Don't look down on me because I'm unemployed.

That dreaded question of 'so what do you do for a living?' in which I pause to quickly sum up in my head how I'm going to explain my current situation. Just knowing that when/if I just say I'm currently unemployed some people will instantly judge me as that person that's just too lazy to go to work, well wrong I'm not that. I know I shouldn't have to explain myself any further if I don't feel comfortable doing so but the fear of judgement leaves me feeling like I have to.

So yes, I've been unemployed for 3 months now due to circumstances out of my control. It was decided that due to my mental health I was no longer able to work right now. My mental health became something that unfortunately took over my life to the extent it was affecting my work/life balance. 

Now with this new title of 'unemployed', I've felt like I'm somewhat failing. I know deep down that isn't the truth and I won't be in this situation forever. For 3 years I worked as a health care assistant at a hospital on an elderly people's ward, so I'm not that lazy able-bodied 22-year old that just can't be bothered to work, I have achieved things and I know the meaning of a hard days work. I spent 3 years sitting with patients when they were scared and confused due to dementia, I talked and listened to patients stories during visiting hours because I knew not all of them had visitors coming to see them, I held somebodies hand as they took their last breath and many a time my face amongst many of the other great people I worked alongside with were the faces our patients became so familiar with and trusted the most when they felt so alone and vulnerable in hospital. 

Although currently, I don't feel like I have a 'place' to fit in when it comes to any sort of career, I know I made a difference for 3 years, even if it was just a tiny difference. So please don't judge me when I say I'm unemployed, I haven't always been and I won't always be. I'm more than just the person who's not able to work right now and I know I'll find my place in a job when I'm well enough and ready to return to the world of work. 

Getty Images.

Please don't say 'I know how you're feeling'.

Living with a mental health illness means you get a lot of people asking how you are, people not completely understanding your illness and really not understanding just how different it is to being 'down' or a little bit upset. There are a ton of things I could list that get my back up when it comes to people discussing mental health, but there are also a lot of positive things I could mention too. Unfortunately this time it's a negative.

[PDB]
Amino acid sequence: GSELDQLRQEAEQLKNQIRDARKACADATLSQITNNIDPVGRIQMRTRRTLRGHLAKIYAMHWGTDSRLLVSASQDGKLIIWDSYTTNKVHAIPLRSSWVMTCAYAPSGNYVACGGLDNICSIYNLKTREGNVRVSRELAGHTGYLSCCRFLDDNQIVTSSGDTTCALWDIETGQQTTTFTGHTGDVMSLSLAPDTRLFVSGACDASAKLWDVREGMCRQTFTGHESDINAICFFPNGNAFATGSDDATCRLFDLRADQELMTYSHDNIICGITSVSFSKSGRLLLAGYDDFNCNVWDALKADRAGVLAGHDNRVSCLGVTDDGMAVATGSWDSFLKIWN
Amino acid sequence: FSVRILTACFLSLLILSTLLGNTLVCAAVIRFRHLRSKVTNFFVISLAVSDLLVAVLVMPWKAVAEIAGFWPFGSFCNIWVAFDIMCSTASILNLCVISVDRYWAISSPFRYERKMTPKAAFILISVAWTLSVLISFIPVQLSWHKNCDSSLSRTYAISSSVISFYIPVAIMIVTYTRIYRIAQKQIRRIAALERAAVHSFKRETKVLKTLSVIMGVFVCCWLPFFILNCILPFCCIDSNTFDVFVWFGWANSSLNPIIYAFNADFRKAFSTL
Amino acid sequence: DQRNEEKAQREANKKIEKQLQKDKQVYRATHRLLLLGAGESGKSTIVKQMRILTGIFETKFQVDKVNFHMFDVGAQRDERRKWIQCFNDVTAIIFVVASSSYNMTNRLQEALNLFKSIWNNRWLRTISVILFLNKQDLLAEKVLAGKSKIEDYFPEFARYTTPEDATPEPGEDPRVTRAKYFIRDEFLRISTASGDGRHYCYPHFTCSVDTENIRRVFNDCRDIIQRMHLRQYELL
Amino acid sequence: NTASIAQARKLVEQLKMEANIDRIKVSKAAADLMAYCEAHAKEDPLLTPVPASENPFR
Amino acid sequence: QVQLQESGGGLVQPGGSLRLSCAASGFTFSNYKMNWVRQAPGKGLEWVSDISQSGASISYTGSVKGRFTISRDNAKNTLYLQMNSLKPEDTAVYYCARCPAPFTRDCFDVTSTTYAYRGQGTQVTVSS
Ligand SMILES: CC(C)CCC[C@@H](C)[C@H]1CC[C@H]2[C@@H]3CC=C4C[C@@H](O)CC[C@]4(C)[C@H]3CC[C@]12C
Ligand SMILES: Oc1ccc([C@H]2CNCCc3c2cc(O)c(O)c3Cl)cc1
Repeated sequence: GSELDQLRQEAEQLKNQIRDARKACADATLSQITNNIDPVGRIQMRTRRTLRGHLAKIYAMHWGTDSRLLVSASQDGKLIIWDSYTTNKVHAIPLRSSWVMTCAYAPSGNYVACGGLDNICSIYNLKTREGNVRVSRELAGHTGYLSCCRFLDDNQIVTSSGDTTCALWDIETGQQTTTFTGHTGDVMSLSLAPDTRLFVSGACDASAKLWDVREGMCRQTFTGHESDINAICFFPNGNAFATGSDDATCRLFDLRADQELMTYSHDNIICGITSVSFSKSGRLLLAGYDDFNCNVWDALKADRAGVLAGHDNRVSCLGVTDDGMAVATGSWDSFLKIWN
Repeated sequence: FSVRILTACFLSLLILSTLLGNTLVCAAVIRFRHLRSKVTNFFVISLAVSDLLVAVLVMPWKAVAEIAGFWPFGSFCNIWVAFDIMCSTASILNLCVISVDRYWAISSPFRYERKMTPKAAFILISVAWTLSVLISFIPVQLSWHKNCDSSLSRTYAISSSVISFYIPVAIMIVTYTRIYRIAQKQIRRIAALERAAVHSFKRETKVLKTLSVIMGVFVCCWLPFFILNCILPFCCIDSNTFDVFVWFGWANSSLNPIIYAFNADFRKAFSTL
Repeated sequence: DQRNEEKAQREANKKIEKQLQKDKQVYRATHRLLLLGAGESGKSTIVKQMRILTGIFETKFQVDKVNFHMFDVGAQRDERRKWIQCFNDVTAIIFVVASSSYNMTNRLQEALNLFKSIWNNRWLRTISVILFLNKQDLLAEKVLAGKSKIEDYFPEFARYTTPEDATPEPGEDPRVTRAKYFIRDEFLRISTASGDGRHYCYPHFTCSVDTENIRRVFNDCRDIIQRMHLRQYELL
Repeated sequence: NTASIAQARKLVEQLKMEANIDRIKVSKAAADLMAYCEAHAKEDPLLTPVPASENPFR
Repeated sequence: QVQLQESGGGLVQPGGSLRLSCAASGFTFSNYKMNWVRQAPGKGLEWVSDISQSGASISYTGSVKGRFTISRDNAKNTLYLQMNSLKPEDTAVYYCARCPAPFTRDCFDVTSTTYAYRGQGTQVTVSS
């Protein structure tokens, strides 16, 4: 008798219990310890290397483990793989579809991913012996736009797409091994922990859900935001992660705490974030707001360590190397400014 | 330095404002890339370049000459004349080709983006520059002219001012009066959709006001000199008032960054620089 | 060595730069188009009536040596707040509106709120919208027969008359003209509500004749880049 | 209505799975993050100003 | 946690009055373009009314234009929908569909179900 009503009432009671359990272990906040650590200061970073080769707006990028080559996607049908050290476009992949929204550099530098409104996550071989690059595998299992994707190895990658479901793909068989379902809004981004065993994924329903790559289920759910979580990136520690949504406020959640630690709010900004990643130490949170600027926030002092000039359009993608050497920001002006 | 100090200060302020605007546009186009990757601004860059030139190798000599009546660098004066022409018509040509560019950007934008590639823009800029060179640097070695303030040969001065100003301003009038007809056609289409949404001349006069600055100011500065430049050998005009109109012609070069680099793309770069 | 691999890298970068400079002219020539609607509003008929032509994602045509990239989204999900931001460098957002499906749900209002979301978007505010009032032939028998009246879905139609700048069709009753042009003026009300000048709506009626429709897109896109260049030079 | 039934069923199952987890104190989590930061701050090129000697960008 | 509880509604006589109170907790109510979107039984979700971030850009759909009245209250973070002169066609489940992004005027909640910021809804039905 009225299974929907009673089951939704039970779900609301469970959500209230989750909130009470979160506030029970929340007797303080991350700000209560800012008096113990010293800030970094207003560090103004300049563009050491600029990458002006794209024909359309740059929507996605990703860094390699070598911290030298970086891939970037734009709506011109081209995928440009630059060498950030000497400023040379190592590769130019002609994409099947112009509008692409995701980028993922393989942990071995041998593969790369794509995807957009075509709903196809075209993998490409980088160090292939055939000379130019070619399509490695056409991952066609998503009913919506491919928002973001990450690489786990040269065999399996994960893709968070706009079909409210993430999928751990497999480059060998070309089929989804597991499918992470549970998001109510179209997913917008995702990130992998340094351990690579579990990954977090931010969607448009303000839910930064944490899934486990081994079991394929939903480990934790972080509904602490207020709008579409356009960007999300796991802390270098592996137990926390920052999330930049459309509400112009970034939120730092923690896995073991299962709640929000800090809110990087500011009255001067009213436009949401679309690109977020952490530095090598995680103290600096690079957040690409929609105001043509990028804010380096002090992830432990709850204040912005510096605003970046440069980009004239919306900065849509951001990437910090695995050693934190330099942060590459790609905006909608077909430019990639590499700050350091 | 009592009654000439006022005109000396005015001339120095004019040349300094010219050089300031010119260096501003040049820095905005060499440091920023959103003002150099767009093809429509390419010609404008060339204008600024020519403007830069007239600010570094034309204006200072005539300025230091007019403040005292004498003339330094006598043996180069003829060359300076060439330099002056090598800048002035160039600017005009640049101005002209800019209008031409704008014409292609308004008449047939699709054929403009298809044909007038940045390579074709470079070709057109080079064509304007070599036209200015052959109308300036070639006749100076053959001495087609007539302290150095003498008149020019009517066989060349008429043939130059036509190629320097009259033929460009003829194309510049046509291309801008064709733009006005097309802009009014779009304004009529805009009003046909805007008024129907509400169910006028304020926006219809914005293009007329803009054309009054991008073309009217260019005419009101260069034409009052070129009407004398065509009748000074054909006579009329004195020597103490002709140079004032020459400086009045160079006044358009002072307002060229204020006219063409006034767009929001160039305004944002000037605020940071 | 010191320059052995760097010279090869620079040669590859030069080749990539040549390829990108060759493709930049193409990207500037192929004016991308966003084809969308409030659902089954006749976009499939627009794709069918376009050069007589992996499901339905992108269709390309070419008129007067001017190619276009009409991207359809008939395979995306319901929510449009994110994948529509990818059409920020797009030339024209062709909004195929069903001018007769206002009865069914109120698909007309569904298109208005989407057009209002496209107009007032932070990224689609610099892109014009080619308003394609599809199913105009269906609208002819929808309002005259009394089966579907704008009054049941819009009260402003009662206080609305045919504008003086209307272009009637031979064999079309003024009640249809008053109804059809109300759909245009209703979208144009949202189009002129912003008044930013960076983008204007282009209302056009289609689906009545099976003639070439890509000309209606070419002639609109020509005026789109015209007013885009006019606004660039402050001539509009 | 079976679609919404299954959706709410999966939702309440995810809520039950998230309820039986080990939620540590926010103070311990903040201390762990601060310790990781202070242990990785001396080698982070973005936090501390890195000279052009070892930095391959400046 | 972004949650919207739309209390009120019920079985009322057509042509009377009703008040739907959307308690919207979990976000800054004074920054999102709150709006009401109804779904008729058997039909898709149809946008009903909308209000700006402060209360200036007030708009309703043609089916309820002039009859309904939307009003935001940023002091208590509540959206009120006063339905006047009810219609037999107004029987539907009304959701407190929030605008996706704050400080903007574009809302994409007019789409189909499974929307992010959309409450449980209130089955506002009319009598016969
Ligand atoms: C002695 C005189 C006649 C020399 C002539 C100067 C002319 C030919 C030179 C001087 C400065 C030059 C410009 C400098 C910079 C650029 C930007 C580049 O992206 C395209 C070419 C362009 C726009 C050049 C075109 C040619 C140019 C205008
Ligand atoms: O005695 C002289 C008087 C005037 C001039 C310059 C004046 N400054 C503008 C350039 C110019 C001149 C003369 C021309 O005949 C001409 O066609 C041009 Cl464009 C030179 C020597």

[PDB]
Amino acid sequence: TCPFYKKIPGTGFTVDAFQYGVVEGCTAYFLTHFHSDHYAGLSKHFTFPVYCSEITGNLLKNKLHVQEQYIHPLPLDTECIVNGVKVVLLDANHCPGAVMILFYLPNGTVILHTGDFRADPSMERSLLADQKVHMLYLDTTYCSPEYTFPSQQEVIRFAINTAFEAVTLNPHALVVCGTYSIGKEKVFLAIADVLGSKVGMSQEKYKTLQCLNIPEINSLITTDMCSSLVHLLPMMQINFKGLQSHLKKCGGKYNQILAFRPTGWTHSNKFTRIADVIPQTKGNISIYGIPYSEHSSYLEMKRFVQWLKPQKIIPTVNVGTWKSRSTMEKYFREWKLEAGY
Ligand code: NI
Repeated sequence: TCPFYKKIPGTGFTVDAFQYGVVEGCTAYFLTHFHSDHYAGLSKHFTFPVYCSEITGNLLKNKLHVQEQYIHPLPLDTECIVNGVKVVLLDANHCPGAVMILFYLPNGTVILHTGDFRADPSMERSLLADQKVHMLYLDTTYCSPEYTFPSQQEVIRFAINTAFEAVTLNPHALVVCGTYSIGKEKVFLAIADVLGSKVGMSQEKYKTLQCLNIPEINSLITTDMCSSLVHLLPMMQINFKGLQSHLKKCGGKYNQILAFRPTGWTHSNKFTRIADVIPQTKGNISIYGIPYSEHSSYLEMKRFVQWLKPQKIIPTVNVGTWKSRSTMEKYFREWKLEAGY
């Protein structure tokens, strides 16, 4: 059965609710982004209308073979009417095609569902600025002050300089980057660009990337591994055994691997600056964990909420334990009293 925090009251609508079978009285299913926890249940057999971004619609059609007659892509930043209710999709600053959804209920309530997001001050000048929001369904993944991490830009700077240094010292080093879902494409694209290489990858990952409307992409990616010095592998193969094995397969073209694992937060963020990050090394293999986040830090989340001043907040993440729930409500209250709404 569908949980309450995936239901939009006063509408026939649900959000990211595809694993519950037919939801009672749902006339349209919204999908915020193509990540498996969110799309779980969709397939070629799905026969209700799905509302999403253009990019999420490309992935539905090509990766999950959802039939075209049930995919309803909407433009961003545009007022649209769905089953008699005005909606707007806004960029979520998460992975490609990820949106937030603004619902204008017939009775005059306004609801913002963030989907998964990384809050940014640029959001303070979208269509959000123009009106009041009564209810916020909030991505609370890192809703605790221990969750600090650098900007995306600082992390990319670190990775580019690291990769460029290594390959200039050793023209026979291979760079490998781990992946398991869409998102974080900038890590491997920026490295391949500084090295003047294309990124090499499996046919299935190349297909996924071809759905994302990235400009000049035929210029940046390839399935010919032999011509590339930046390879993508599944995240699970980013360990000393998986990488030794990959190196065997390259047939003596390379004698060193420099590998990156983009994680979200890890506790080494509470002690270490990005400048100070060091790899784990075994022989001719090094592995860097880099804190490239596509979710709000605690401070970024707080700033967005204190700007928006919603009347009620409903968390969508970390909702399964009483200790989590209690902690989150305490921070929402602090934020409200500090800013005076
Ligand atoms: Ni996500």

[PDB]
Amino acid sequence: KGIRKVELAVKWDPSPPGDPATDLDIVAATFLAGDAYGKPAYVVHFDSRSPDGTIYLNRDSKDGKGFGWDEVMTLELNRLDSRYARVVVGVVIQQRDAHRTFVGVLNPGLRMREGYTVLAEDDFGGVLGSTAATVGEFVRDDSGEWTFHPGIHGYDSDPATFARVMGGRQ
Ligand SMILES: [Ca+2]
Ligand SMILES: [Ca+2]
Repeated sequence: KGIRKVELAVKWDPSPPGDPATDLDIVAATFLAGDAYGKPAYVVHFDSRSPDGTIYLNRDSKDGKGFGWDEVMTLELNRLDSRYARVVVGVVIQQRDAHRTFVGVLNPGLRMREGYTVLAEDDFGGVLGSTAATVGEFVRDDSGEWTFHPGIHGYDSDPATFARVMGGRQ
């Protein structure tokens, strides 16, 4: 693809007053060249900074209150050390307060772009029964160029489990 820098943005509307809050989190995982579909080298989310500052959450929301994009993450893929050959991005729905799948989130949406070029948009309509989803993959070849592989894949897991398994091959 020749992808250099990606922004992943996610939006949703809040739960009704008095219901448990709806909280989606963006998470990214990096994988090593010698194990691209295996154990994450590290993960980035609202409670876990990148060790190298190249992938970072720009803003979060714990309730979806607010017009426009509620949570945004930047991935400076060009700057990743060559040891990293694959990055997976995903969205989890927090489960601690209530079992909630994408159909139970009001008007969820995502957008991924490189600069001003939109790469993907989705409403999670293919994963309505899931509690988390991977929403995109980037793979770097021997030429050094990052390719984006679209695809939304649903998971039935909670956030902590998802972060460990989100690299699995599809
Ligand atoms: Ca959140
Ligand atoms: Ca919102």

My biggest pet peeve is the whole 'Oh I know exactly how you're feeling.' Do you, do you really? Now I don't mean to sound like a bit of a dick, but when you have had someone stood in front of you saying that when what they really mean is they've just had a bad day or feeling a bit crap for the day it gets a bit frustrating. Maybe I'm just a bit sensitive and I shouldn't take it to heart so much, but it can be hard especially if it's said to you on a particularly bad day. 

I don't for one second think just because I have a mental illness anything I go through automatically means it is more significant and upsetting than someone who does not have a mental illness. I know some things I talk about some people may be able to relate, so yes they may know how I'm feeling. But please think before you use that sentence and try to decipher whether you really do know how that person is feeling, don't just say it because you think that's the right thing to say. For many people with a mental illness, including myself, I can at times find it a little insulting. If I have had the confidence to open up to you about something, please listen, you don't even need to try and understand what we're saying we're just happy you're there to listen to our rants and cries! 

As I have BPD (Borderline Personality Disorder) I believe you will only ever know how I'm truly feeling if you too have the illness or a similar mental illness. Don't get me wrong, I'm not saying I won't or can't ever relate to someone's emotions in general, but the more severe ones that we/I often struggle to express are the one's I don't think people no matter how close they are too you will be able to relate too and that is perfectly okay. I know I would rather someone say they're not sure how to help than telling me they know how it feels, as I said just listening to us is far more useful. 

Being diagnosed with BPD.